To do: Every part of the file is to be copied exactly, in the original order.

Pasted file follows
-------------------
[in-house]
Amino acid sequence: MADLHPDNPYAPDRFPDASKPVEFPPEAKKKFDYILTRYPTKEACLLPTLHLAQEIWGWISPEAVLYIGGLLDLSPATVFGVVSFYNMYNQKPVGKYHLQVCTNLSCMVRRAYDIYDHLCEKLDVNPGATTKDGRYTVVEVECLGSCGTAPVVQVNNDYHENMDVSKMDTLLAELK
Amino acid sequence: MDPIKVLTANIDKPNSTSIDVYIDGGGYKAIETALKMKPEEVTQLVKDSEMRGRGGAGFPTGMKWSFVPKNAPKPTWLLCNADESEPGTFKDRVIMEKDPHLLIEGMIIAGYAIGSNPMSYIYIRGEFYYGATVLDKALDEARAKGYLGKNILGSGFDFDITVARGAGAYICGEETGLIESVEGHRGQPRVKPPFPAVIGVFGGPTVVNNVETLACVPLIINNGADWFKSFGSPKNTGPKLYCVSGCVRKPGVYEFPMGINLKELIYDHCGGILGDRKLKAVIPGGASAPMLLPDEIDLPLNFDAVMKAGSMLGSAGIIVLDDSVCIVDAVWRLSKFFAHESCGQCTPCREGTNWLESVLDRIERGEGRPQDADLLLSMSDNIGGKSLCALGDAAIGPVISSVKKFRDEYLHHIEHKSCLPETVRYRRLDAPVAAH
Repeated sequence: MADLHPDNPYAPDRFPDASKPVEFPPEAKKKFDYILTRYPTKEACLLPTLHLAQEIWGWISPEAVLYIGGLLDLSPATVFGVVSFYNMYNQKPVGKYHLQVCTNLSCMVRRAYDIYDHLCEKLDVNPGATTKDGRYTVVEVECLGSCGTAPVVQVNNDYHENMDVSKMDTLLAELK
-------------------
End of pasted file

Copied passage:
[in-house]
Amino acid sequence: MADLHPDNPYAPDRFPDASKPVEFPPEAKKKFDYILTRYPTKEACLLPTLHLAQEIWGWISPEAVLYIGGLLDLSPATVFGVVSFYNMYNQKPVGKYHLQVCTNLSCMVRRAYDIYDHLCEKLDVNPGATTKDGRYTVVEVECLGSCGTAPVVQVNNDYHENMDVSKMDTLLAELK
Amino acid sequence: MDPIKVLTANIDKPNSTSIDVYIDGGGYKAIETALKMKPEEVTQLVKDSEMRGRGGAGFPTGMKWSFVPKNAPKPTWLLCNADESEPGTFKDRVIMEKDPHLLIEGMIIAGYAIGSNPMSYIYIRGEFYYGATVLDKALDEARAKGYLGKNILGSGFDFDITVARGAGAYICGEETGLIESVEGHRGQPRVKPPFPAVIGVFGGPTVVNNVETLACVPLIINNGADWFKSFGSPKNTGPKLYCVSGCVRKPGVYEFPMGINLKELIYDHCGGILGDRKLKAVIPGGASAPMLLPDEIDLPLNFDAVMKAGSMLGSAGIIVLDDSVCIVDAVWRLSKFFAHESCGQCTPCREGTNWLESVLDRIERGEGRPQDADLLLSMSDNIGGKSLCALGDAAIGPVISSVKKFRDEYLHHIEHKSCLPETVRYRRLDAPVAAH
Repeated sequence: MADLHPDNPYAPDRFPDASKPVEFPPEAKKKFDYILTRYPTKEACLLPTLHLAQEIWGWISPEAVLYIGGLLDLSPATVFGVVSFYNMYNQKPVGKYHLQVCTNLSCMVRRAYDIYDHLCEKLDVNPGATTKDGRYTVVEVECLGSCGTAPVVQVNNDYHENMDVSKMDTLLAELK